Friday, May 19, 2006

what a good team looks like

while many rote fantasists and the cubs management that deceitfully encourages them may continue to insist that there is some reason to think that this 2006 cub season is not as clearly lost as it is -- blindly clinging to a team with the worst offense in the national league and one of the worst pitching staffs, even after it has gone into a hole that now only a 73-49 (.598) run over the next four and a half months can hope to rectify -- this page has assiduously tried to point out the rational and statistical aspects of this undeniably dire situation.

sometimes, however, numbers aren't enough. sometimes a physical context or example is required in order to drive home points that to some seem terribly abstract when expressed in numbers.

this weekend will provide cub fans with a chance to gain that context. the southside ballclub is not just a good team -- it is a very good team, defending world champions and improved from last year's club thanks to the tireless machinations of general manager kenny williams.

williams brought home the hardware last year, and could easily have done what the cubs did following in 1998 -- resign everyone and hope for a repeat of the career years that aided them to glory. williams would have none of such passive thinking that has repeatedly caught the cubs out in the cold for years. he boldly traded aaron rowand, his starting centerfielder, for jim thome, a obp monster to replace the declining and out-of-favor frank thomas. even in a forgettable 2005, thome worked a .207 batting average into a .360 obp. that anomalous year now behind him, thome is crushing the american league to the tune of 292/431/679 with 16 homers and 40 rbi in 39 games.

williams then engineered a spectacular trade for front-line starter javier vazquez, who williams rightly speculated would be more effective once out of the desert air of arizona. vazquez is posting a 4:1 k:bb ratio, a 1.07 whip and .285 obpa, numbers indeed reminiscent of his stellar years with montreal.

much of williams' providential dealing is possible only because of the massive time and effort his team has sunk into player development, with spectacular results. chris young was key to acquiring vazquez, and williams can afford to part with a star centerfield prospect, his starting centerfielder and turn a third centerfielder into matt thornton because he also has brian anderson. he could add dan haigwood to seal the thome deal because he's sitting on a monstrous trove of pitching talent. the cubs haven't put together a steady and productive minor league player development organization of this quality at any point in their history. the sox have been fuelled to success from beneath since 1999 with no letup, as prospects have turned into productive players or essential bargaining chips.

as a result, this is a sox team so flush with talent that a player like brandon mccarthy -- who would probably be the cubs second or third starter were his side in this series juxtaposed -- cannot find a job in the rotation. and despite difficult beginnings by jon garland, juan uribe, brian anderson and the bullpen as a whole -- with dustin hermanson missing the year and ace jose contreras spending time on the disabled list to boot -- the white sox have run out to a 26-14 (.650) start anyway, scoring 226 and allowing 182 through 40 games.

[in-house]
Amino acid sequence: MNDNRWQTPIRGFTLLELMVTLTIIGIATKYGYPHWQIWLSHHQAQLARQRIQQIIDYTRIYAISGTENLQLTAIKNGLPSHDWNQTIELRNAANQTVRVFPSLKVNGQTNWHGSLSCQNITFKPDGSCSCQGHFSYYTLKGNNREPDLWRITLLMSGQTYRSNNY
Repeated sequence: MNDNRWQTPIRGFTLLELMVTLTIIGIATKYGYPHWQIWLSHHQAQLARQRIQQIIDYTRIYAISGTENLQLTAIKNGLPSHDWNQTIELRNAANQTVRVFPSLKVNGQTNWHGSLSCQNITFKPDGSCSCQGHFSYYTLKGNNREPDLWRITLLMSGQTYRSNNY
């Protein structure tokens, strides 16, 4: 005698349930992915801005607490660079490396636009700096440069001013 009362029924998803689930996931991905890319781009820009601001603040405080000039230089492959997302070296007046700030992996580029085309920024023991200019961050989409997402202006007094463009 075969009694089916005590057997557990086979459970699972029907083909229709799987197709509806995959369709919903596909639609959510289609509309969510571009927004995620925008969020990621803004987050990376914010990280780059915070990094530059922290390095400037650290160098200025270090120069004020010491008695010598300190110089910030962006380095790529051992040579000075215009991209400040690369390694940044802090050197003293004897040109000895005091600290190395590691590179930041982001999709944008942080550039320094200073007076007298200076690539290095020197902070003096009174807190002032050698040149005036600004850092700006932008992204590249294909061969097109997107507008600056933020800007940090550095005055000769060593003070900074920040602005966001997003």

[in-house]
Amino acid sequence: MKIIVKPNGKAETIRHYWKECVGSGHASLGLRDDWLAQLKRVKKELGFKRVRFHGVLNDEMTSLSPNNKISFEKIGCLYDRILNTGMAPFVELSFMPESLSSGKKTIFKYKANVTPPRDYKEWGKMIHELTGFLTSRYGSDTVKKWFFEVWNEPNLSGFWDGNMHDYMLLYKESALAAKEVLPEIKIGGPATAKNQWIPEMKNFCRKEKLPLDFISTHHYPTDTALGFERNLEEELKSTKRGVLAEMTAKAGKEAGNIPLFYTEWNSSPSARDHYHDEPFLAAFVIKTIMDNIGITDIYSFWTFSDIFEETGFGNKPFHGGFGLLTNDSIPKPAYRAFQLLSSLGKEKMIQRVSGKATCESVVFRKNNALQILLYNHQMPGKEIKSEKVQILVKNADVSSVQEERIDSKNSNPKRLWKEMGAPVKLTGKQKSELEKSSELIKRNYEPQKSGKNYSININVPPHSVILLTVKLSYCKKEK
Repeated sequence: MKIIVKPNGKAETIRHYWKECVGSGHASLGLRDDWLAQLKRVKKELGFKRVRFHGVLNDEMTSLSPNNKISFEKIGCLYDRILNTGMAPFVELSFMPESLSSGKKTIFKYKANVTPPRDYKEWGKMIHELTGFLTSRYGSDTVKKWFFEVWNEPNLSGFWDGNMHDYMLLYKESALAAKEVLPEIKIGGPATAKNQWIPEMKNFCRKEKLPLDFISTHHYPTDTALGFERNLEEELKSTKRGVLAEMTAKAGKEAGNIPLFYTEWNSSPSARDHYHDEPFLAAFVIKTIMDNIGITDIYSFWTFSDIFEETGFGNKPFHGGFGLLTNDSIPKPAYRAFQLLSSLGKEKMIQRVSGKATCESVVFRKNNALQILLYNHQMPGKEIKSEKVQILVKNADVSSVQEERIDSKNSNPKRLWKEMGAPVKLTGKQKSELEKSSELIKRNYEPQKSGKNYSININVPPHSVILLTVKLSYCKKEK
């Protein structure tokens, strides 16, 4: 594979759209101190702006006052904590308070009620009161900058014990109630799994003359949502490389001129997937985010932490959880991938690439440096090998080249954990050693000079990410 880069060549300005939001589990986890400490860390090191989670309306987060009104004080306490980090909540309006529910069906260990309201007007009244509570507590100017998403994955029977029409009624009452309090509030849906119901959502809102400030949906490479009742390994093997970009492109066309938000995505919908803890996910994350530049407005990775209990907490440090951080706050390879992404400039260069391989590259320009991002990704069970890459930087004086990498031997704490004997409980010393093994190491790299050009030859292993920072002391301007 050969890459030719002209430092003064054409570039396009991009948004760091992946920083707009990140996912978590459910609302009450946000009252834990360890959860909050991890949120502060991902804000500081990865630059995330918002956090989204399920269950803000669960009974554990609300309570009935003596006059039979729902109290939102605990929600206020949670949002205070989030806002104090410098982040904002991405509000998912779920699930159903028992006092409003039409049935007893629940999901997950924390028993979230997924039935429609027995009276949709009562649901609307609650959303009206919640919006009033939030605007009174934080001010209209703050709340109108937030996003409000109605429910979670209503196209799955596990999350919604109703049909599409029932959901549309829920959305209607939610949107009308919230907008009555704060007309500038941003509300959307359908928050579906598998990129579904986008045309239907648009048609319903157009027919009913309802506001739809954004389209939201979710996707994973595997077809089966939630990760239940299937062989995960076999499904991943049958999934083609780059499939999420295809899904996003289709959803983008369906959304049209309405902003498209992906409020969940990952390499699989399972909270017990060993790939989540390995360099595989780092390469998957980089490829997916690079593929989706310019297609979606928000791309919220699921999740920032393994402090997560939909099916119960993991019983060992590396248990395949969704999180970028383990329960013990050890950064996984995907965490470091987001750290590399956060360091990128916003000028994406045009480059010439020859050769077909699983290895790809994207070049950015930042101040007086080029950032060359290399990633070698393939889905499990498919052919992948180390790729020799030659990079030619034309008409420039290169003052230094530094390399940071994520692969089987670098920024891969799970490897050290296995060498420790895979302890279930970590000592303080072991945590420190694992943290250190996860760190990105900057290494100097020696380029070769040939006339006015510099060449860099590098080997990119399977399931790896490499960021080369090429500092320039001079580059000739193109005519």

that is the mark of a quality ballclub -- the ability to take poor performances and injuries with depth, flexibility and offsetting quality in other areas to not "tread water" -- for treading water is how teams fail to make the playoffs -- but win in spite of it all. while the hopeless escapists that populate the ranks of the northside fanbase dream about the pathetic cubs of this lost year playing .600 baseball, the good team in chicago is doing it.

meanwhile, the cubs are picking useless parts like tony womack off the baseball scrap heap and inventing new and infuriating ways to negate their modest efforts.

and here is where some context might arrive. even a club as good as this did last year, on their march to 99 wins and a world title, played .611 baseball -- and indeed, in only three of their six months did they exceed a .600 winning percentage.

study for a moment as you enjoy your weekend, dear reader, the immense gulf in talent and ability between the southside sox and our northside cubs -- and work to remember it. closing that gap and assembling something like this sox juggernaut is what one would have to see in order to have legitimate, rational hope for bringing a world title back to wrigley field.

do you think andy macfail, jim hendry and dusty baker are capable of that? in this year? in any year?

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